It’s easy to stroll through the vegetable aisle on autopilot, picking out the same reliable, comfortable staples we know and love. But shaking up your routine can really pay off, introducing you to fantastic new flavors and textures that can broaden your approach to everything from salads and slaws to soups and mashes.
Interested? Here are five versatile, often overlooked vegetables to get you started.
If you’ve only had it raw in salads, you probably know Belgium endive as crunchy and pleasantly bitter. But cooking changes its character, turning it sweet and meltingly tender. as it is in this Roasted Belgian Endive opens in a new tab, a terrific accompaniment to meats or grain-based dishes.
One of my very favorite things about endive is that just about anything you can spread on a cracker you can spoon inside a raw leaf; Shrimp Remoulade in Endive Leaves opens in a new tab is a great example.
A softball-size, dusty-brown celery root (a.k.a. celeriac) is a bit daunting to look at, but you’ll be rewarded when you peel off its hoary skin with uniquely delicious ivory flesh. Cooked it makes a rich and silky puree, somewhat like potatoes but with an intriguingly rich and herbaceous flavor reminiscent of parsley.
It’s terrific mashed, or try this velvety Celery Root Soup opens in a new tab.
And don’t miss it raw, where its tongue-tingling flavor elevates even the humblest ingredients, as in this Celery Root-Apple Slaw opens in a new tab — a real winner.
These tasty tubers have no botanical relation to artichokes or connection to Jerusalem (they’re actually North American natives), which seems to be why they’re sometimes marketed as sunchokes. Although their flavor is deeper and nuttier, their culinary properties are akin to potatoes and they can be boiled, roasted or added to soups or stews similarly.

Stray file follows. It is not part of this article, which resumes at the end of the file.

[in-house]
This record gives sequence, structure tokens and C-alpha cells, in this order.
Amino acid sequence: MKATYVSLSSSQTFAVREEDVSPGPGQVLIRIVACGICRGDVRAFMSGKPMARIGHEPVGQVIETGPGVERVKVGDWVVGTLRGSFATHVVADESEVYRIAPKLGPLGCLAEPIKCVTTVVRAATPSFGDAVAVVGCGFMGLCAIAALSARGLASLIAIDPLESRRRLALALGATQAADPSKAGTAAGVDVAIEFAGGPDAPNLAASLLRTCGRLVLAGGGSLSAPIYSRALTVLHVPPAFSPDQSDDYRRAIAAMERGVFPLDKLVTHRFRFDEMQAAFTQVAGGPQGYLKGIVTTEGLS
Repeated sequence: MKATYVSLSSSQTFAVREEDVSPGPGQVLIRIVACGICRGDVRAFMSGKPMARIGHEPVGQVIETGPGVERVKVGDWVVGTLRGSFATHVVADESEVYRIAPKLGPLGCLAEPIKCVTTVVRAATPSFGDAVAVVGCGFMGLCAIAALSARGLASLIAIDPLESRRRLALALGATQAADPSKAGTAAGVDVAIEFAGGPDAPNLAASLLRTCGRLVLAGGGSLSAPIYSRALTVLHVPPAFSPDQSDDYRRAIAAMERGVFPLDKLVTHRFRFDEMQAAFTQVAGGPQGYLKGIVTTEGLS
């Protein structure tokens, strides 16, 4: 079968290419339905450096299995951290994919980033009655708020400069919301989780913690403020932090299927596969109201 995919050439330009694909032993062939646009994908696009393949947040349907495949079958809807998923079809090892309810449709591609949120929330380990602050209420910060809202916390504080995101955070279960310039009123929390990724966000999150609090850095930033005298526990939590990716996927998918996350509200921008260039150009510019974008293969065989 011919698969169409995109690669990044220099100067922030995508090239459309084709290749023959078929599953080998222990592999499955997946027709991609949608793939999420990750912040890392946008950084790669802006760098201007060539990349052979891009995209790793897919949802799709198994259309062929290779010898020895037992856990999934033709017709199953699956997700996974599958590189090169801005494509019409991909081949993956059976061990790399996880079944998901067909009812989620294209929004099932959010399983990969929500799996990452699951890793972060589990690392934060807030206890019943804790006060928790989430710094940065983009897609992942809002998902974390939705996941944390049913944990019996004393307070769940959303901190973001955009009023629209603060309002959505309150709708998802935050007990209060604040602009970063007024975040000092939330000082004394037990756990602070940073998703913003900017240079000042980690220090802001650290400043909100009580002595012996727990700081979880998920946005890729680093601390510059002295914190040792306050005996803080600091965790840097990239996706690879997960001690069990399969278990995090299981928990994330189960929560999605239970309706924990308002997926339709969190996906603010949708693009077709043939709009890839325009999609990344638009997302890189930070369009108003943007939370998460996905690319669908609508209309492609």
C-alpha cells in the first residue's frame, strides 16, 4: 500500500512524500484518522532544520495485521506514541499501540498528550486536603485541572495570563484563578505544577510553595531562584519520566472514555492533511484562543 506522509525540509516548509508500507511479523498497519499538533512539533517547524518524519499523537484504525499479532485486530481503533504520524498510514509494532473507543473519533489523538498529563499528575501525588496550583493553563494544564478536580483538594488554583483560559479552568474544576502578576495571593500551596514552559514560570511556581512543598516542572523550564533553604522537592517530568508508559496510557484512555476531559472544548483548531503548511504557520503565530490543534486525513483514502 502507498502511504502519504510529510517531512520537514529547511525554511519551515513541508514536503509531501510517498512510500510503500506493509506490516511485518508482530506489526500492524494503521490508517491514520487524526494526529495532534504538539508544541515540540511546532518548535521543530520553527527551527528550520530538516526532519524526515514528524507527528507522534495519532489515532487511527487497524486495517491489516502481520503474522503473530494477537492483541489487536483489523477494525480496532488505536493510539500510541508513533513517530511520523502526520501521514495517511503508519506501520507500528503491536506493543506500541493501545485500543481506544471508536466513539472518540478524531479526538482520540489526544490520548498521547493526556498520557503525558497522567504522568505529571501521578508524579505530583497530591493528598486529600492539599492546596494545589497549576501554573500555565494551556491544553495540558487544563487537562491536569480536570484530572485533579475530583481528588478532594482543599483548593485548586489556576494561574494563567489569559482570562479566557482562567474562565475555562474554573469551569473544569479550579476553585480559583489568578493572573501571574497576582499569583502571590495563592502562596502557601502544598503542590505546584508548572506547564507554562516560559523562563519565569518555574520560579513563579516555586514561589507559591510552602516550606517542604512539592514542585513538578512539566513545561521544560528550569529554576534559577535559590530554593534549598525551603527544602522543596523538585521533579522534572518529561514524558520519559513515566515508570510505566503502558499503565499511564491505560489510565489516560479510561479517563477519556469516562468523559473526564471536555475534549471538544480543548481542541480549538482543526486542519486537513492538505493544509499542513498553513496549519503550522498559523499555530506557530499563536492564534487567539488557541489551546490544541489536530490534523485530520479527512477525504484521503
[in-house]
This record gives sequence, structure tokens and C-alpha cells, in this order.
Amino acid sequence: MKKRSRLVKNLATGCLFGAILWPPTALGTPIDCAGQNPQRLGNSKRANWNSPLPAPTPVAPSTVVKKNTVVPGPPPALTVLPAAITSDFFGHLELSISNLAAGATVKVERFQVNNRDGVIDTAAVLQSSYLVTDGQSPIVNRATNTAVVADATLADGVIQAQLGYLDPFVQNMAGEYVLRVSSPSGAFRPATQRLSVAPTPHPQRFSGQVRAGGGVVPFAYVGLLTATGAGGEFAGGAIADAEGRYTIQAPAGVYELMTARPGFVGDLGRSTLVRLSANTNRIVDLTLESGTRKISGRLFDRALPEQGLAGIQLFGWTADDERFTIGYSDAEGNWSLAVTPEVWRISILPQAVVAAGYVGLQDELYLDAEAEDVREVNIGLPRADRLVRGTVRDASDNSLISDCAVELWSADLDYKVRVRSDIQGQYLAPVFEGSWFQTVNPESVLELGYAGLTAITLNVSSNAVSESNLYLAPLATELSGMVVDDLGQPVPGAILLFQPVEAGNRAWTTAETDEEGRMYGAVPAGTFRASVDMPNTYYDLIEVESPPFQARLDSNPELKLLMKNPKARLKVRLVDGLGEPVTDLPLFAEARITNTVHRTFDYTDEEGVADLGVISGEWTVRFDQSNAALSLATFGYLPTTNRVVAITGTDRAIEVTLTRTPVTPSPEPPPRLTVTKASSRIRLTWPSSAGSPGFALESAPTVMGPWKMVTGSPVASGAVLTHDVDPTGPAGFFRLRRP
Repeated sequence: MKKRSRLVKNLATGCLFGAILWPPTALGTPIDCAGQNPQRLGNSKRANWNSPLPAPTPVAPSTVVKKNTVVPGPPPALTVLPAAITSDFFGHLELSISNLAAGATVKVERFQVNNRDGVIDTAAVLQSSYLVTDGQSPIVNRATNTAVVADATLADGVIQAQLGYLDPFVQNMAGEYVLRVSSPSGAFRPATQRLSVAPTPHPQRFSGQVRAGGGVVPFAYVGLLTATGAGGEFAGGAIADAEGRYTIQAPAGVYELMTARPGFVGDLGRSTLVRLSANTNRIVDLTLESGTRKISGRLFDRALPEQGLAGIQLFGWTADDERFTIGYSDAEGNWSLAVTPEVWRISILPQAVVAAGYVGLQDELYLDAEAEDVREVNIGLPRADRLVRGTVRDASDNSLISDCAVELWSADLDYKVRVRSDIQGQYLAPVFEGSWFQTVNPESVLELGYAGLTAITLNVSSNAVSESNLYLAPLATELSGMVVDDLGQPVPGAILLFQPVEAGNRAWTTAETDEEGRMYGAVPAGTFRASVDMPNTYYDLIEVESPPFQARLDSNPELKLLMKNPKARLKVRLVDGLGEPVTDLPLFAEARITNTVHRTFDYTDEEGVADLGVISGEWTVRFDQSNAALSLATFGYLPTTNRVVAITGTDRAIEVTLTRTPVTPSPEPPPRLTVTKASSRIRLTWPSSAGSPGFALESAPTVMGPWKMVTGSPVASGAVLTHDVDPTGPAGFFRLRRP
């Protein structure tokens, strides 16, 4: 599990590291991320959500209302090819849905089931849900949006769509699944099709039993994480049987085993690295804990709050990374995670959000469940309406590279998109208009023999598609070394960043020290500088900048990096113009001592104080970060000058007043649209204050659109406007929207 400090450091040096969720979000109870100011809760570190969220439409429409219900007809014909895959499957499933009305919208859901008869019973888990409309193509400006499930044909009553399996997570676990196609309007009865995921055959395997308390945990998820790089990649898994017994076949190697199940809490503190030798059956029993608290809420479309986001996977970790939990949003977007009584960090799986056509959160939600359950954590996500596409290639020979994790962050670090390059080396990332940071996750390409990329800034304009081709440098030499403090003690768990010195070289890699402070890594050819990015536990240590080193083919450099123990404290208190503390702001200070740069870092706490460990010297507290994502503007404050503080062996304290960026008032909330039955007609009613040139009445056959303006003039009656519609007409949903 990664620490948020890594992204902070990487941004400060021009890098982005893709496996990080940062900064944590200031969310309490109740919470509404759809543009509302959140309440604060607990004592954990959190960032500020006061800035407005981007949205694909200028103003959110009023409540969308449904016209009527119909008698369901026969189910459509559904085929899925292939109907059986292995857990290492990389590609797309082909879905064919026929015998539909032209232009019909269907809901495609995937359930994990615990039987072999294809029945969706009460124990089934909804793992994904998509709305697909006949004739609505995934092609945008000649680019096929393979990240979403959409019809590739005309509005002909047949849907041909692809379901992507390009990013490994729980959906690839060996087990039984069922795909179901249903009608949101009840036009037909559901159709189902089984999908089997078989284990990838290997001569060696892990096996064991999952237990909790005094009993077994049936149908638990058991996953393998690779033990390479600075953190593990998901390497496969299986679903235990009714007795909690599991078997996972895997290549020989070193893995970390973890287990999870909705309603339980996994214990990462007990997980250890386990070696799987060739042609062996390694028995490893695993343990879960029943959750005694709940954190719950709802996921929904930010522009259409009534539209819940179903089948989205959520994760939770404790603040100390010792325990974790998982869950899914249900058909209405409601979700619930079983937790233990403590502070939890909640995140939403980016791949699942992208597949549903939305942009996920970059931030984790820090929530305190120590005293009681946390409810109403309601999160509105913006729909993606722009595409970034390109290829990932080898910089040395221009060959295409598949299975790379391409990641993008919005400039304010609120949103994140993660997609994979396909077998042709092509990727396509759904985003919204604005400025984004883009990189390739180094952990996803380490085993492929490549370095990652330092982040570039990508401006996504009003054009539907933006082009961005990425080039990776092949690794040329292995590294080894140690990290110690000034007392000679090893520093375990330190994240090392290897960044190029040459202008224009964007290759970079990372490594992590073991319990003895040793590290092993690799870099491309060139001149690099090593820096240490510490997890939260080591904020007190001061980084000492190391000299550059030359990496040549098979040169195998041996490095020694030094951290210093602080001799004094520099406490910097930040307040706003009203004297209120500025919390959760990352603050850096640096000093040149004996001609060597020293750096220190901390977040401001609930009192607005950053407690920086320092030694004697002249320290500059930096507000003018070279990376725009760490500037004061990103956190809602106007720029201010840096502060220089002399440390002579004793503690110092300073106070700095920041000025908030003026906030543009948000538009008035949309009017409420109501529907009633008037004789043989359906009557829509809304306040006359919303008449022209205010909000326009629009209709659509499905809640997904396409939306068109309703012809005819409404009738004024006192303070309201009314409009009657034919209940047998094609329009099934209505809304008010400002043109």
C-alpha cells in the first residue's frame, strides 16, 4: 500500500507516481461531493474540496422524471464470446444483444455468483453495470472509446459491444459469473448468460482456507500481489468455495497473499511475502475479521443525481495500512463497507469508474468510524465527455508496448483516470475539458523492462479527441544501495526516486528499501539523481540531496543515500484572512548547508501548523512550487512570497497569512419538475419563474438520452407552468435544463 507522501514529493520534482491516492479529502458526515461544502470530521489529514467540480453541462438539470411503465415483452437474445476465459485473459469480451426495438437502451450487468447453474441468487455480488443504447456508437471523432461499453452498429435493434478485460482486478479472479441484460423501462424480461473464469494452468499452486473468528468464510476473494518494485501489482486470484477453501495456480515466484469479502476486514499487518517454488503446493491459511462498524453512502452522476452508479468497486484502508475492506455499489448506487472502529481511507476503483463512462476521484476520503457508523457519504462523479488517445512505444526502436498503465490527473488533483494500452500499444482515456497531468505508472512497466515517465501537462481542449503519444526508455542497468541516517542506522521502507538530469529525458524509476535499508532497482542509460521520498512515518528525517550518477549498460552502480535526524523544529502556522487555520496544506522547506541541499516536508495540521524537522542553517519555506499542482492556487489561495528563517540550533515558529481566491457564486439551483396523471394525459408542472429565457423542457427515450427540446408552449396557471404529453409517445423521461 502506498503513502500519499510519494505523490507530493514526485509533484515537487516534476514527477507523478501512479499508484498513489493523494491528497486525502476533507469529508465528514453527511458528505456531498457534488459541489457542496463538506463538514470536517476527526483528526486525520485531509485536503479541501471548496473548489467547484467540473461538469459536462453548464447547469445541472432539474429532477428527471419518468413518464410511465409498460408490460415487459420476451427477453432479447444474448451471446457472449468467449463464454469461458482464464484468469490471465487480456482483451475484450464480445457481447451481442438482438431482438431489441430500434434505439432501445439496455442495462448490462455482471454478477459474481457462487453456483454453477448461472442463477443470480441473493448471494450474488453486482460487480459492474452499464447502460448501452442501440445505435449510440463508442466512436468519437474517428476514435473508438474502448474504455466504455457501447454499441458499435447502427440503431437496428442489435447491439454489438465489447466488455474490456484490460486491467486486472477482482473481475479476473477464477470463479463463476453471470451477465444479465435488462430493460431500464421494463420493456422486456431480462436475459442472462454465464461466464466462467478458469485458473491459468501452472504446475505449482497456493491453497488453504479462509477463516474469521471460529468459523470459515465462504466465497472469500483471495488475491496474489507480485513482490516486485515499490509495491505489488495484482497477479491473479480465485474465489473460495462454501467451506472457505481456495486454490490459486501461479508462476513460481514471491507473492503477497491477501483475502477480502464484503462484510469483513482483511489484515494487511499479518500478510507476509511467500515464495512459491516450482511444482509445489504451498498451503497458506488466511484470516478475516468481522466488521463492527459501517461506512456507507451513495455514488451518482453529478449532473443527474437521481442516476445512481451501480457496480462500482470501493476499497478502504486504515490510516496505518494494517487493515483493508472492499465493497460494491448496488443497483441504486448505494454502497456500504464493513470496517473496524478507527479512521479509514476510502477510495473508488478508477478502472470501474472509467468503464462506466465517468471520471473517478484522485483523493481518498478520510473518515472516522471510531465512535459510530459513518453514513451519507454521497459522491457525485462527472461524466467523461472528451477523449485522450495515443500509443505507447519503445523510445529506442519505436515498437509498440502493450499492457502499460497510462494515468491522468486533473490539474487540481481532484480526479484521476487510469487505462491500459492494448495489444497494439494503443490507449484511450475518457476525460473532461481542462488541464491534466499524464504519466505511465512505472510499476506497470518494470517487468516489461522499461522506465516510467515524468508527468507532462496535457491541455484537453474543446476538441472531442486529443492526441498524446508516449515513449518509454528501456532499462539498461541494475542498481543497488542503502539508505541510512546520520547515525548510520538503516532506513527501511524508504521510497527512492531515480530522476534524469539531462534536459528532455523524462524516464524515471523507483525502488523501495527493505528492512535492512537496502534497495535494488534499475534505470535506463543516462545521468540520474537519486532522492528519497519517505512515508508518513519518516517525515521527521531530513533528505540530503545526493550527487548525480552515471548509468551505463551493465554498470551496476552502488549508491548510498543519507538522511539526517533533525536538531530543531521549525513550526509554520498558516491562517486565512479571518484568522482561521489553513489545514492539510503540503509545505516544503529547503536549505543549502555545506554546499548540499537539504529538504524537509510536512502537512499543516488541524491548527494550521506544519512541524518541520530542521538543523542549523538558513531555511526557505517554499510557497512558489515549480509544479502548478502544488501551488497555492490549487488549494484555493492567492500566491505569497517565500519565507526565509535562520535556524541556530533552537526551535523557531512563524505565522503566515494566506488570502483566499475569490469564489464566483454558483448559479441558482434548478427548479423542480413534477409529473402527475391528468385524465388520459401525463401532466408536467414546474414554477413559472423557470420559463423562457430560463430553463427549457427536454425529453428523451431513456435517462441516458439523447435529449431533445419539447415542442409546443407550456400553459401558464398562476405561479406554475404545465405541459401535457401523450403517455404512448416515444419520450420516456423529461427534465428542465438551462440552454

For a few recipes that highlight their uniquely earthy taste and firm texture, try Jerusalem Artichoke and Parmesan Tart opens in a new tab, made with an unusual polenta crust, or hearty Split Pea Soup with Jerusalem Artichokes opens in a new tab.
This juicy, lightly sweet root vegetable should get more press. It’s a bit otherworldly to look at, with a round, light-green bulb sprouting sturdy stalks with collard-like leaves directly from its perimeter.
Kohlrabi is most commonly used in soups or braises; Creamy Braised Turnips with Kohlrabi and Peas opens in a new tab pairs it with turnips for a side dish that’s hearty enough to double as a main course.
But I find this vegetable is even more appealing raw, especially in the warmer months: Peel and slice it for a unique crudité similar to jicama in flavor, or add it to salads and slaws. This simple Kohlrabi and Radish Salad opens in a new tab is a great introduction to its charms.
Rutabagas resemble their more common cousins, turnips, but have a thicker, waxier skin and distinctive golden flesh. You’ll find the flavor fresh, bracing and slightly sweet when shredded or julienned raw in salads, milder and nutty when braised or roasted.
Rutabagas are often mixed with other root vegetables, as in these recipes for Pureed Rutabagas and Parsnips with Brown Butter opens in a new tab and Roasted Root Vegetables opens in a new tab. But do try them cooked on their own as well, especially mashed with butter and herbs.
What off-beat produce to you like to cook with?